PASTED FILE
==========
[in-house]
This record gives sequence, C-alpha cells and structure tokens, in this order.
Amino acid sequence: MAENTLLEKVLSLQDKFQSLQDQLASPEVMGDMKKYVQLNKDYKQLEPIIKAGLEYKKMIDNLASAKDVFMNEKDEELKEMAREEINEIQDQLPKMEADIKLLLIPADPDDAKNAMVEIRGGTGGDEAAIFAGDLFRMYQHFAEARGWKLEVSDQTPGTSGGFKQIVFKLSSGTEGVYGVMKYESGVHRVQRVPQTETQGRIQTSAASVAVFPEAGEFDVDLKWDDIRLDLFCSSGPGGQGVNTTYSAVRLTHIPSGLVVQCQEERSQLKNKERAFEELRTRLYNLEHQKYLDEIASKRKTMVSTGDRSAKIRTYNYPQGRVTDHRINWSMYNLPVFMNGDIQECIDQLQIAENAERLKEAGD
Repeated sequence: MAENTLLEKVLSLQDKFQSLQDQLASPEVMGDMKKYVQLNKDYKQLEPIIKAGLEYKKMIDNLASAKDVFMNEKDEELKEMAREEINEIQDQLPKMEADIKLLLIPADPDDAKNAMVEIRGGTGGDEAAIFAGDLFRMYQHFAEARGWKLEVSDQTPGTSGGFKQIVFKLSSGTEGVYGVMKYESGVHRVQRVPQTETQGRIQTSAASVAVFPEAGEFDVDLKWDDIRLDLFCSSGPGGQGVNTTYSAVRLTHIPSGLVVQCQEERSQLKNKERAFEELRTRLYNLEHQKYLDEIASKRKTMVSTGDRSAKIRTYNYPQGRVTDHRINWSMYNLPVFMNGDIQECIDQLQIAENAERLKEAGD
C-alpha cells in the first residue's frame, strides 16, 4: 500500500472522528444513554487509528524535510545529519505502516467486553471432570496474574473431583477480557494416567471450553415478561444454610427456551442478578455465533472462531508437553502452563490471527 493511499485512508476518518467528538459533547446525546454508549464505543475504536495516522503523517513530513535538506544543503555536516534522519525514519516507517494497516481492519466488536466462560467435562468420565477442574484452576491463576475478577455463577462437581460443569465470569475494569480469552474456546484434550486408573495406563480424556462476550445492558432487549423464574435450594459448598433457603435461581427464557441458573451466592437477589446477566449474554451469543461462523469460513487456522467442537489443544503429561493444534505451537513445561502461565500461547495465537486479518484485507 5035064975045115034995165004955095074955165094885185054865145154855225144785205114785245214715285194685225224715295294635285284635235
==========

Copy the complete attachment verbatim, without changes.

[in-house]
This record gives sequence, C-alpha cells and structure tokens, in this order.
Amino acid sequence: MAENTLLEKVLSLQDKFQSLQDQLASPEVMGDMKKYVQLNKDYKQLEPIIKAGLEYKKMIDNLASAKDVFMNEKDEELKEMAREEINEIQDQLPKMEADIKLLLIPADPDDAKNAMVEIRGGTGGDEAAIFAGDLFRMYQHFAEARGWKLEVSDQTPGTSGGFKQIVFKLSSGTEGVYGVMKYESGVHRVQRVPQTETQGRIQTSAASVAVFPEAGEFDVDLKWDDIRLDLFCSSGPGGQGVNTTYSAVRLTHIPSGLVVQCQEERSQLKNKERAFEELRTRLYNLEHQKYLDEIASKRKTMVSTGDRSAKIRTYNYPQGRVTDHRINWSMYNLPVFMNGDIQECIDQLQIAENAERLKEAGD
Repeated sequence: MAENTLLEKVLSLQDKFQSLQDQLASPEVMGDMKKYVQLNKDYKQLEPIIKAGLEYKKMIDNLASAKDVFMNEKDEELKEMAREEINEIQDQLPKMEADIKLLLIPADPDDAKNAMVEIRGGTGGDEAAIFAGDLFRMYQHFAEARGWKLEVSDQTPGTSGGFKQIVFKLSSGTEGVYGVMKYESGVHRVQRVPQTETQGRIQTSAASVAVFPEAGEFDVDLKWDDIRLDLFCSSGPGGQGVNTTYSAVRLTHIPSGLVVQCQEERSQLKNKERAFEELRTRLYNLEHQKYLDEIASKRKTMVSTGDRSAKIRTYNYPQGRVTDHRINWSMYNLPVFMNGDIQECIDQLQIAENAERLKEAGD
C-alpha cells in the first residue's frame, strides 16, 4: 500500500472522528444513554487509528524535510545529519505502516467486553471432570496474574473431583477480557494416567471450553415478561444454610427456551442478578455465533472462531508437553502452563490471527 493511499485512508476518518467528538459533547446525546454508549464505543475504536495516522503523517513530513535538506544543503555536516534522519525514519516507517494497516481492519466488536466462560467435562468420565477442574484452576491463576475478577455463577462437581460443569465470569475494569480469552474456546484434550486408573495406563480424556462476550445492558432487549423464574435450594459448598433457603435461581427464557441458573451466592437477589446477566449474554451469543461462523469460513487456522467442537489443544503429561493444534505451537513445561502461565500461547495465537486479518484485507 5035064975045115034995165004955095074955165094885185054865145154855225144785205114785245214715285194685225224715295294635285284635235